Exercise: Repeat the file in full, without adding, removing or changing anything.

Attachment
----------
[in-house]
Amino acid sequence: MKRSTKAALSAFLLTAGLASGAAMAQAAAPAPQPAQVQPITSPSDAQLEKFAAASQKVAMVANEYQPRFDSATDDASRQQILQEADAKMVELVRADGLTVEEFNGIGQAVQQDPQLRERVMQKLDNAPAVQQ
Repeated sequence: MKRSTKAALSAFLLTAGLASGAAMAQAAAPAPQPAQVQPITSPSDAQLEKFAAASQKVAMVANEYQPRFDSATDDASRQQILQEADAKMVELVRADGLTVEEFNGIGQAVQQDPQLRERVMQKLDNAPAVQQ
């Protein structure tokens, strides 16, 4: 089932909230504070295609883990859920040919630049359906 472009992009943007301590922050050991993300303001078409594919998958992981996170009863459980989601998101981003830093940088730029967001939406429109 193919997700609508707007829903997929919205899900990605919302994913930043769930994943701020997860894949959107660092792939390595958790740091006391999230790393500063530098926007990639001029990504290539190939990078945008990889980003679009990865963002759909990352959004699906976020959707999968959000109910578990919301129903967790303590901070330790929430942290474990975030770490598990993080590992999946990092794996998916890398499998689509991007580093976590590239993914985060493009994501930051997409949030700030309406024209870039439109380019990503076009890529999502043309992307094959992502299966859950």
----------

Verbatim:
[in-house]
Amino acid sequence: MKRSTKAALSAFLLTAGLASGAAMAQAAAPAPQPAQVQPITSPSDAQLEKFAAASQKVAMVANEYQPRFDSATDDASRQQILQEADAKMVELVRADGLTVEEFNGIGQAVQQDPQLRERVMQKLDNAPAVQQ
Repeated sequence: MKRSTKAALSAFLLTAGLASGAAMAQAAAPAPQPAQVQPITSPSDAQLEKFAAASQKVAMVANEYQPRFDSATDDASRQQILQEADAKMVELVRADGLTVEEFNGIGQAVQQDPQLRERVMQKLDNAPAVQQ
């Protein structure tokens, strides 16, 4: 089932909230504070295609883990859920040919630049359906 472009992009943007301590922050050991993300303001078409594919998958992981996170009863459980989601998101981003830093940088730029967001939406429109 193919997700609508707007829903997929919205899900990605919302994913930043769930994943701020997860894949959107660092792939390595958790740091006391999230790393500063530098926007990639001029990504290539190939990078945008990889980003679009990865963002759909990352959004699906976020959707999968959000109910578990919301129903967790303590901070330790929430942290474990975030770490598990993080590992999946990092794996998916890398499998689509991007580093976590590239993914985060493009994501930051997409949030700030309406024209870039439109380019990503076009890529999502043309992307094959992502299966859950």